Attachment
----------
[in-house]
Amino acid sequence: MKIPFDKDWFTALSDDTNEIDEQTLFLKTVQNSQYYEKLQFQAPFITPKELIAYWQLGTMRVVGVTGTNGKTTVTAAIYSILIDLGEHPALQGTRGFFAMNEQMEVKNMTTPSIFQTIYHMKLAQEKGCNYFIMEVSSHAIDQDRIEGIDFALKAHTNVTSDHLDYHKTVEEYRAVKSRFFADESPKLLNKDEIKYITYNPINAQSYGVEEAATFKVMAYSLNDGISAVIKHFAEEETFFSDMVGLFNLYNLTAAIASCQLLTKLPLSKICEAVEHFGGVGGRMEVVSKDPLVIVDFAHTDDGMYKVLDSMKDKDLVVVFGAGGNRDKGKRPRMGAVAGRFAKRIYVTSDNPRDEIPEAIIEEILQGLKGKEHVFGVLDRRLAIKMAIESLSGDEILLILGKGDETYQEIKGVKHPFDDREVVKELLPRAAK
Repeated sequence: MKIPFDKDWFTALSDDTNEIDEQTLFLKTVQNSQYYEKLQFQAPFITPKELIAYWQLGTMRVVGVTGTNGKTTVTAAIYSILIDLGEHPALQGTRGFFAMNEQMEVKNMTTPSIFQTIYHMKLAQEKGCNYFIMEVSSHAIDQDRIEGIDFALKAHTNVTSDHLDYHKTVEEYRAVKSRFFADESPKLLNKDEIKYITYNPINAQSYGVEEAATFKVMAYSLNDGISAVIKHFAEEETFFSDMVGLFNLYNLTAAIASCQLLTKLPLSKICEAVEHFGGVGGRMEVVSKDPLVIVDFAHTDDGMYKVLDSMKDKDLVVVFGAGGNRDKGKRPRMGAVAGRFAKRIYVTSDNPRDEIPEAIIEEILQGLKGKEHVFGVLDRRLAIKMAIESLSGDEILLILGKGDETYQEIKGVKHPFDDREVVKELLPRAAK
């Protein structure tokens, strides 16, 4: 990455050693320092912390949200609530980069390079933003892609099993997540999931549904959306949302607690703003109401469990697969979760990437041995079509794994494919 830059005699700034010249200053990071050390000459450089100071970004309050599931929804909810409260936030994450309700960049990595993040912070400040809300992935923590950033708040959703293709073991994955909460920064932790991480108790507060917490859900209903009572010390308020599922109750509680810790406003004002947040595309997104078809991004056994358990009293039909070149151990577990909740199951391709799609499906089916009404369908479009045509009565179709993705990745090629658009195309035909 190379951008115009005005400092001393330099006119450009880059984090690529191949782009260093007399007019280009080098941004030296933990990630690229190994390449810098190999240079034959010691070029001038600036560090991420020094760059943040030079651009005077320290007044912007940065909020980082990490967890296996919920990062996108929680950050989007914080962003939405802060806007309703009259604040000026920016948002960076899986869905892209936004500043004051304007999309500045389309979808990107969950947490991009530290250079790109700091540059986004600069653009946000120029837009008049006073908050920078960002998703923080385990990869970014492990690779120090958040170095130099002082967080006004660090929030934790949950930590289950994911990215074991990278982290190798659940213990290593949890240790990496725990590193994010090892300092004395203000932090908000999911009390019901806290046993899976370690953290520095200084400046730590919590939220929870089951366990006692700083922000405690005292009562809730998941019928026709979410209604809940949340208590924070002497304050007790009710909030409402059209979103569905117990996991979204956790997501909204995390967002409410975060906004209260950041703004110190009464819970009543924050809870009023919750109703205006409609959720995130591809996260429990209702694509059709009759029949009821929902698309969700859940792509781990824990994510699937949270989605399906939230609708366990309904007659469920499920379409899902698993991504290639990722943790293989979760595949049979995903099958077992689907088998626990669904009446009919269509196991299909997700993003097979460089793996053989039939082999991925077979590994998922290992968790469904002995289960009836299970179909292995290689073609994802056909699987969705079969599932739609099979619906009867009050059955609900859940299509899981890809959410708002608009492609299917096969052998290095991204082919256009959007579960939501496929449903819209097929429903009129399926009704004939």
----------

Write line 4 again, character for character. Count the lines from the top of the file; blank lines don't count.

């Protein structure tokens, strides 16, 4: 990455050693320092912390949200609530980069390079933003892609099993997540999931549904959306949302607690703003109401469990697969979760990437041995079509794994494919 830059005699700034010249200053990071050390000459450089100071970004309050599931929804909810409260936030994450309700960049990595993040912070400040809300992935923590950033708040959703293709073991994955909460920064932790991480108790507060917490859900209903009572010390308020599922109750509680810790406003004002947040595309997104078809991004056994358990009293039909070149151990577990909740199951391709799609499906089916009404369908479009045509009565179709993705990745090629658009195309035909 190379951008115009005005400092001393330099006119450009880059984090690529191949782009260093007399007019280009080098941004030296933990990630690229190994390449810098190999240079034959010691070029001038600036560090991420020094760059943040030079651009005077320290007044912007940065909020980082990490967890296996919920990062996108929680950050989007914080962003939405802060806007309703009259604040000026920016948002960076899986869905892209936004500043004051304007999309500045389309979808990107969950947490991009530290250079790109700091540059986004600069653009946000120029837009008049006073908050920078960002998703923080385990990869970014492990690779120090958040170095130099002082967080006004660090929030934790949950930590289950994911990215074991990278982290190798659940213990290593949890240790990496725990590193994010090892300092004395203000932090908000999911009390019901806290046993899976370690953290520095200084400046730590919590939220929870089951366990006692700083922000405690005292009562809730998941019928026709979410209604809940949340208590924070002497304050007790009710909030409402059209979103569905117990996991979204956790997501909204995390967002409410975060906004209260950041703004110190009464819970009543924050809870009023919750109703205006409609959720995130591809996260429990209702694509059709009759029949009821929902698309969700859940792509781990824990994510699937949270989605399906939230609708366990309904007659469920499920379409899902698993991504290639990722943790293989979760595949049979995903099958077992689907088998626990669904009446009919269509196991299909997700993003097979460089793996053989039939082999991925077979590994998922290992968790469904002995289960009836299970179909292995290689073609994802056909699987969705079969599932739609099979619906009867009050059955609900859940299509899981890809959410708002608009492609299917096969052998290095991204082919256009959007579960939501496929449903819209097929429903009129399926009704004939």